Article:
Manchester City are still licking their wounds from another painful
Champions League exit, but by winning the race to sign Erling Haaland they have
established themselves as a go-to destination for Europe's top talent.
Manchester City are still licking their wounds from another painful Champions League exit, but by winning the race to sign Erling Haaland they have established themselves as a go-to destination for Europe's top talent.
The 21-year-old goalscoring phenomenon had his choice of the continent's top clubs thanks to a reported buyout clause of 60 million euros (£51 million, $63 million) that will see him leave Borussia Dortmund well below his market value.
Real Madrid wanted to pair the Norwegian with Kylian Mbappe at the Bernabeu next season, Barcelona sought him as a successor to Lionel Messi, while Bayern Munich again aimed to swoop on their Bundesliga rivals.
Haaland, however, will instead line up in City blue next season, just as his father Alf-Inge did between 2000-2003 during a very different era for the club.
The arrival of petrodollars from Abu Dhabi has long since transformed City's fortunes, with Pep Guardiola's men now on the brink of a fourth Premier League title in five seasons.
But Haaland is the man City need to fill a void if they are to reach the next level -- a superstar striker.
City have played the best part of two seasons without a recognised number nine.
An attempt to land Harry Kane as Sergio Aguero's successor fell short last summer and it may have cost City another shot at Champions League glory.
Despite beating Real Madrid 4-2 in the first leg of their semi-final, Guardiola's men missed a series of sitters to put the tie to bed.
That came back to haunt them last week as Real miraculously hauled themselves off the floor to score twice in the final seconds of the second leg and set up a final against Liverpool, City's nearest challengers for the Premier League trophy.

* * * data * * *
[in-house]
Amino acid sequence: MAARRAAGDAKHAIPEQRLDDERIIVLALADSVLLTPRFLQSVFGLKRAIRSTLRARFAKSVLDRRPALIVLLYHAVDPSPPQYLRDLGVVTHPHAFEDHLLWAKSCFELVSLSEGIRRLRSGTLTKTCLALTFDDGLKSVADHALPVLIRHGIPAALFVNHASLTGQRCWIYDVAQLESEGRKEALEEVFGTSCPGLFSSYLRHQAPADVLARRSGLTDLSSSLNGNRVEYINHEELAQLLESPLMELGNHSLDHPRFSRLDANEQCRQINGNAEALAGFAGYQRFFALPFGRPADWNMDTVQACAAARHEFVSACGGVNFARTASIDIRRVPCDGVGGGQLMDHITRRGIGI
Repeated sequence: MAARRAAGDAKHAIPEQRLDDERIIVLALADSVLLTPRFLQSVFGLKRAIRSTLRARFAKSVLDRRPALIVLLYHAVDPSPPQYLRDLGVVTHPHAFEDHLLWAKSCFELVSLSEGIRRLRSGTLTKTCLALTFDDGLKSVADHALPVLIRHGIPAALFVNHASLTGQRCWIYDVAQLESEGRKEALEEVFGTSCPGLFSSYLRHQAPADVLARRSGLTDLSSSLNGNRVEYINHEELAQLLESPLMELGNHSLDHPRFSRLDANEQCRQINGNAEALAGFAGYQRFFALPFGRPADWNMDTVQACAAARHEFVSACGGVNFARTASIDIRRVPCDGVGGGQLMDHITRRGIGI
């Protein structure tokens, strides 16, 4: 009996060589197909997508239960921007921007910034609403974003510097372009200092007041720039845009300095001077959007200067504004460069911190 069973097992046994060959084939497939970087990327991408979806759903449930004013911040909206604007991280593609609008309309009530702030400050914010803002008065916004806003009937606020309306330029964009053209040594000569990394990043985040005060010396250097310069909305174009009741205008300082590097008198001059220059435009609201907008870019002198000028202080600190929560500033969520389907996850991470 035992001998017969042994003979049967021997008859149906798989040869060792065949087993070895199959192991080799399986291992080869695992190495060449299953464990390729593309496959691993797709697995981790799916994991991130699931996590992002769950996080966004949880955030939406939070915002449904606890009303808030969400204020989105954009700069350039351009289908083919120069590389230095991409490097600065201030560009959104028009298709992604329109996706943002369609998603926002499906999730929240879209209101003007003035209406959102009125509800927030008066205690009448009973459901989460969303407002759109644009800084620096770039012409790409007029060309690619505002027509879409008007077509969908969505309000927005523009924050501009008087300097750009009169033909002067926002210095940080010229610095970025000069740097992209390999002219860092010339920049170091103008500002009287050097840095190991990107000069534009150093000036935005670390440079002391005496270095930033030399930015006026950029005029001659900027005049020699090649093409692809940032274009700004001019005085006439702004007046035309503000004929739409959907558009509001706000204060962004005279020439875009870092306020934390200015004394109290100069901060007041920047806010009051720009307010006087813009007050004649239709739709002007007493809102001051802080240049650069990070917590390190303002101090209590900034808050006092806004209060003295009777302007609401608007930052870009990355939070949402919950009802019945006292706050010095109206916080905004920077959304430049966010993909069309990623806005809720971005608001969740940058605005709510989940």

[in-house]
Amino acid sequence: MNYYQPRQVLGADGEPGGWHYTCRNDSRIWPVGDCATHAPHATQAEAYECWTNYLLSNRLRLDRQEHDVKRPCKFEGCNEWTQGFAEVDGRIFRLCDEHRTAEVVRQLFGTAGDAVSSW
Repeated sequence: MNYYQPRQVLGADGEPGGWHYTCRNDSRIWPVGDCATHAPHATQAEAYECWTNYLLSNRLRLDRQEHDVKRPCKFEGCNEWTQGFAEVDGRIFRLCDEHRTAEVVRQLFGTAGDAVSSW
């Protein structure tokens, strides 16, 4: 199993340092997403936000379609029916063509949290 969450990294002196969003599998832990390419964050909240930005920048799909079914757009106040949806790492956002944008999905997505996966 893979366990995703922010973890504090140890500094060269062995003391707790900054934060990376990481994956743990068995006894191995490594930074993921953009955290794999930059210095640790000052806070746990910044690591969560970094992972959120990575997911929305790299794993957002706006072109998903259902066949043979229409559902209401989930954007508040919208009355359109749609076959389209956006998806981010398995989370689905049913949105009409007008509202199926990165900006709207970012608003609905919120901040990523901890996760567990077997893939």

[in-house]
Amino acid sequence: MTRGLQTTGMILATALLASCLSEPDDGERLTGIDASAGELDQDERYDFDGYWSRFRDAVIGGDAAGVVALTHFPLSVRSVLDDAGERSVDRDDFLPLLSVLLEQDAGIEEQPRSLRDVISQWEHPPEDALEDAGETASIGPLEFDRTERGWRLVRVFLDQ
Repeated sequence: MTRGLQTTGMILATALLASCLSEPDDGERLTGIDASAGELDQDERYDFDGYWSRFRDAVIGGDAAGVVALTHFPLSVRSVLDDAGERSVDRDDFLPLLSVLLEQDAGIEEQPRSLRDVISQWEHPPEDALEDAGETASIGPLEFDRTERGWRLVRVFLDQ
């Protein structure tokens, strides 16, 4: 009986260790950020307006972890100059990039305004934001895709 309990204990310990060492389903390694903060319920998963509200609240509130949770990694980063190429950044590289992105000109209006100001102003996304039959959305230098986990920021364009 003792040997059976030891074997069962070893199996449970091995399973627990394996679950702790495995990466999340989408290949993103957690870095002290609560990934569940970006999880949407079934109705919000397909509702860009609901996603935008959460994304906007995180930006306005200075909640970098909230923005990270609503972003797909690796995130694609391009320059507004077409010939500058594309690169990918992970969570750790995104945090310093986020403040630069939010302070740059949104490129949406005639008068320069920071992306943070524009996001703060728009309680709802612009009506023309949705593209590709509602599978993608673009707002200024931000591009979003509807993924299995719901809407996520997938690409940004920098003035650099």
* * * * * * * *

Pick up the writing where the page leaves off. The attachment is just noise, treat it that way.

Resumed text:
Haaland, however has scored 23 goals in just 19 Champions League appearances for Salzburg and Dortmund.
- City future-proofing -
What remains to be seen is how well he can be embedded into Guardiola's system.
League titles won with Samuel Eto'o at Barcelona, Robert Lewandowski in his time at Bayern Munich and Aguero in his early years at City dispells the notion Guardiola's football cannot accommodate a number nine.
But the recent story of City's success under the Catalan coach has been one of collective brilliance.
Riyad Mahrez is their top scorer with 24 goals in all competitions this season, ahead of Raheem Sterling (16), Kevin De Bruyne (15) and Phil Foden (14).
Not all superstar signings have gone as planned for Guardiola in the past.
Haaland's arrival has sparked comparisons with Zlatan Ibrahimovic's ill-fated season at Barcelona in 2009/10.
And Jack Grealish, despite costing City £100 million to make him the most expensive player in English football history, has spent much of this season on the bench.
But by landing one of Europe's hottest properties, City are also looking to a future beyond Guardiola, whose current contract runs out in 2023.
Now they will have at least one season together to try to satisfy City's desperate desire for a first Champions League title.
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